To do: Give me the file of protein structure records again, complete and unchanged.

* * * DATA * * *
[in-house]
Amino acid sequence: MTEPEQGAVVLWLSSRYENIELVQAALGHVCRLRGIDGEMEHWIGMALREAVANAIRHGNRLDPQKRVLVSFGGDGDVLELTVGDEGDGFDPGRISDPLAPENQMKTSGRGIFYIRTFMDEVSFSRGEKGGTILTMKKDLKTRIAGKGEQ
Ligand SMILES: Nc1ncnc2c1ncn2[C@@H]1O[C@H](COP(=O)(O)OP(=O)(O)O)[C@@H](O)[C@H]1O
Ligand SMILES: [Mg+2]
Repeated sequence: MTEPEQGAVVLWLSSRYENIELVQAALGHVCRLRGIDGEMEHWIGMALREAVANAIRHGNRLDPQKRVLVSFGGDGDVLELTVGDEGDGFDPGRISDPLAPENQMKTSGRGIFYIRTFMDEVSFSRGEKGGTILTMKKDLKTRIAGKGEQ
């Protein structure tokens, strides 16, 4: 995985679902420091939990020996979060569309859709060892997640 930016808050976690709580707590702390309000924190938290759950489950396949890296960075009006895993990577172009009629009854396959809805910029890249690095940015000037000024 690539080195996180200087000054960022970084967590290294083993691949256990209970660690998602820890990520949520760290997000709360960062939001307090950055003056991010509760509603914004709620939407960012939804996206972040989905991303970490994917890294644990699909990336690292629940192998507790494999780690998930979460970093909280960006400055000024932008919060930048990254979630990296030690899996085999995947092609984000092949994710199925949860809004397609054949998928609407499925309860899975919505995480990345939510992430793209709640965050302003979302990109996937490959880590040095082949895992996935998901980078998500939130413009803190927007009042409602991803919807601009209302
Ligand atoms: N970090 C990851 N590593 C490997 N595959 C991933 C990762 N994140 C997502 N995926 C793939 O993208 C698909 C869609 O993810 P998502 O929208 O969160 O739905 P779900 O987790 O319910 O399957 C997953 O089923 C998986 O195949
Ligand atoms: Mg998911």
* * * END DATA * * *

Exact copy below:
[in-house]
Amino acid sequence: MTEPEQGAVVLWLSSRYENIELVQAALGHVCRLRGIDGEMEHWIGMALREAVANAIRHGNRLDPQKRVLVSFGGDGDVLELTVGDEGDGFDPGRISDPLAPENQMKTSGRGIFYIRTFMDEVSFSRGEKGGTILTMKKDLKTRIAGKGEQ
Ligand SMILES: Nc1ncnc2c1ncn2[C@@H]1O[C@H](COP(=O)(O)OP(=O)(O)O)[C@@H](O)[C@H]1O
Ligand SMILES: [Mg+2]
Repeated sequence: MTEPEQGAVVLWLSSRYENIELVQAALGHVCRLRGIDGEMEHWIGMALREAVANAIRHGNRLDPQKRVLVSFGGDGDVLELTVGDEGDGFDPGRISDPLAPENQMKTSGRGIFYIRTFMDEVSFSRGEKGGTILTMKKDLKTRIAGKGEQ
């Protein structure tokens, strides 16, 4: 995985679902420091939990020996979060569309859709060892997640 930016808050976690709580707590702390309000924190938290759950489950396949890296960075009006895993990577172009009629009854396959809805910029890249690095940015000037000024 690539080195996180200087000054960022970084967590290294083993691949256990209970660690998602820890990520949520760290997000709360960062939001307090950055003056991010509760509603914004709620939407960012939804996206972040989905991303970490994917890294644990699909990336690292629940192998507790494999780690998930979460970093909280960006400055000024932008919060930048990254979630990296030690899996085999995947092609984000092949994710199925949860809004397609054949998928609407499925309860899975919505995480990345939510992430793209709640965050302003979302990109996937490959880590040095082949895992996935998901980078998500939130413009803190927007009042409602991803919807601009209302
Ligand atoms: N970090 C990851 N590593 C490997 N595959 C991933 C990762 N994140 C997502 N995926 C793939 O993208 C698909 C869609 O993810 P998502 O929208 O969160 O739905 P779900 O987790 O319910 O399957 C997953 O089923 C998986 O195949
Ligand atoms: Mg998911």